India-Pak tensions to cast shadow over Saarc meet again
India-Pakistan tensions are set to once again cast a shadow over a crucial meeting of the South Asian Association for Regional Cooperation, raising questions about the regional grouping’s effectiveness in driving socio-economic development.india Updated: Aug 16, 2016 21:52 IST
India-Pakistan tensions are set to once again cast a shadow over a crucial meeting of the South Asian Association for Regional Cooperation, raising questions about the regional grouping’s effectiveness in driving socio-economic development.
Finance minister Arun Jaitley is expected to skip a meeting of Saarc finance ministers in Pakistan next week. This comes close on the heels of bilateral tensions affecting a meeting of Saarc interior ministers in Islamabad on July 4.
According to Saarc convention, a summit is called off if the head of even one state doesn’t attend. However, a ministerial meeting can go ahead if a country is represented by a minister of state or a senior official.
The six other members of the grouping – Afghanistan, Bangladesh, Bhutan, Nepal, the Maldives and Sri Lanka – have often looked on helplessly as relations between India and Pakistan have overshadowed deliberations at Saarc gatherings over the years.
Nepal’s former foreign minister Ramesh Nath Pandey told Hindustan Times on Tuesday that the countries of South Asia will not be able to develop separately if the region doesn’t develop collectively.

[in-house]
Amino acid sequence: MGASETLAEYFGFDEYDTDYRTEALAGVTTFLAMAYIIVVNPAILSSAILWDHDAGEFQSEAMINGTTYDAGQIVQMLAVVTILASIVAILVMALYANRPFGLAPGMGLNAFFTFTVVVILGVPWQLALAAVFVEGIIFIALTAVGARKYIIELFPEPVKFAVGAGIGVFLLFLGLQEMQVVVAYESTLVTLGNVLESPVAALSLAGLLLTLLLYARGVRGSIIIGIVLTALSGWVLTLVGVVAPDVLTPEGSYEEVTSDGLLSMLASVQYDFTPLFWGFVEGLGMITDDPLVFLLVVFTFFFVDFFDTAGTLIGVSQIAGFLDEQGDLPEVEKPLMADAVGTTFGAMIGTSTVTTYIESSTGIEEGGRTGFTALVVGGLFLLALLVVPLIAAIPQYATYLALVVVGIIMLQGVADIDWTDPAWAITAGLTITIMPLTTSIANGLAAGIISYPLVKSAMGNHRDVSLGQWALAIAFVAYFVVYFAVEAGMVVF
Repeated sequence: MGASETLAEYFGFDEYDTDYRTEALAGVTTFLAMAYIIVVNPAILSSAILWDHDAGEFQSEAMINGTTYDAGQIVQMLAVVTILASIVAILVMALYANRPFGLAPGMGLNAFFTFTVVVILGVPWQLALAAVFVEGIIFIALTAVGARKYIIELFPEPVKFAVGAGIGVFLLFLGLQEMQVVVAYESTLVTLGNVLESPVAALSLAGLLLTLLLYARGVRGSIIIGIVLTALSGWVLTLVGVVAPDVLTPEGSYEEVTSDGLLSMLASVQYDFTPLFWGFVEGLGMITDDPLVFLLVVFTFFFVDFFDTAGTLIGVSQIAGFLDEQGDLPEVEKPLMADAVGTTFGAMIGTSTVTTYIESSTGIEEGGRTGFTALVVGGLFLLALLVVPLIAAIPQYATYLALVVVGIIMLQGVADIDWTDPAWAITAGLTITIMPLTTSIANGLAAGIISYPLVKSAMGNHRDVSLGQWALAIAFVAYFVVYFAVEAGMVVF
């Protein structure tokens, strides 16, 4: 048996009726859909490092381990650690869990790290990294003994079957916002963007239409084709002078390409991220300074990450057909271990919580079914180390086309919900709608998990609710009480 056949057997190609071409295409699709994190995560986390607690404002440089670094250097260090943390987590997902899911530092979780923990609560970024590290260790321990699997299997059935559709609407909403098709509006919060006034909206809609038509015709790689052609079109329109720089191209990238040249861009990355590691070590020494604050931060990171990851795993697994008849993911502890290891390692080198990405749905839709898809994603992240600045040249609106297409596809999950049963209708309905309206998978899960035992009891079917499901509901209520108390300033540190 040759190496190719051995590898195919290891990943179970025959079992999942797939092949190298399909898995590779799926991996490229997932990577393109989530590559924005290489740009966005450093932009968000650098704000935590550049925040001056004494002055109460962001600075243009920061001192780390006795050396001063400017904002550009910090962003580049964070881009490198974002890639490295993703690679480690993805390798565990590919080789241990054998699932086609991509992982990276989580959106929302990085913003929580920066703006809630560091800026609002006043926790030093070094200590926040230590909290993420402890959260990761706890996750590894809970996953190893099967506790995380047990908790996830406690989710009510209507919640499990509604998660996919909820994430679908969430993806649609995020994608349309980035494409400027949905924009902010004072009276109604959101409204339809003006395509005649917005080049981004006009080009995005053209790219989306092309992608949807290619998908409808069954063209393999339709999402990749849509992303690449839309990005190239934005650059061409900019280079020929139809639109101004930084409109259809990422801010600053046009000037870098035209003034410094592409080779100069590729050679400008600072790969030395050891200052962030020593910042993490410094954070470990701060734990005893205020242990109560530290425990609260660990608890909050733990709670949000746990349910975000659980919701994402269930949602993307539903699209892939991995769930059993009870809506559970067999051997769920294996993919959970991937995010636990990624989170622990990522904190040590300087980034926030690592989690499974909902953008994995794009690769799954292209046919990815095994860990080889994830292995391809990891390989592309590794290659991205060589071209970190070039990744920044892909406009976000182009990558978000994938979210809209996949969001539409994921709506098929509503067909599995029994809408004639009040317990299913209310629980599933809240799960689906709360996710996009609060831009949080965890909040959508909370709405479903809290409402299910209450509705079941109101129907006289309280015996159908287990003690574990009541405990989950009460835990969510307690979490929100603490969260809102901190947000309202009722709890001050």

“As long as India and Pakistan do not have better ties, regional cooperation will not happen. And if regional cooperation does not happen, smaller states in South Asia will lose out,” he said.
Pandey suggested that smaller states in the region should, in their own interest, play a role in bringing India and Pakistan together. “As the capital of Saarc - the Saarc headquarters is in Kathmandu - and as the current chair of Saarc, Nepal should take the initiative in trying to build bridges between India and Pakistan.”
Former Indian foreign secretary Lalitman Singh said a lot hinged on the Saarc charter’s provision that the grouping couldn’t discuss bilateral issues.
“The Saarc charter says bilateral issues will not be discussed. But India-Pakistan relations have always affected Saarc. It could be collateral damage. As it is, nothing much has progressed on Saarc, so one wouldn’t even know the extent of this damage,” he said.
Shambhu Ram Simkhada, a former Nepali envoy, too said India-Pakistan rivalry is the key bottleneck to the healthy growth of Saarc. The current standoff between the two countries could even hit the Saarc summit to be held in Pakistan later this year, he said.
“Saarc should have a broader mandate and Saarc should talk about or take up political matters so that India-Pakistan issues can be resolved in the regional forum,” he suggested.
Observers noted that bickering between India and Pakistan had held up progress at Saarc on issues ranging from greater economic integration, including transit and preferential treatment among member states, to a united front against terrorism. Bilateral tensions have also affected proposed energy cooperation within Saarc, they said.
The strained ties between India and Pakistan have also led to the emergence of initiatives such as BBIN (Bangladesh, Bhutan, India, Nepal) and BIMSTEC (Bay of Bengal Initiative for Multi-Sectoral Technical and Economic Cooperation) but even these have failed to take off.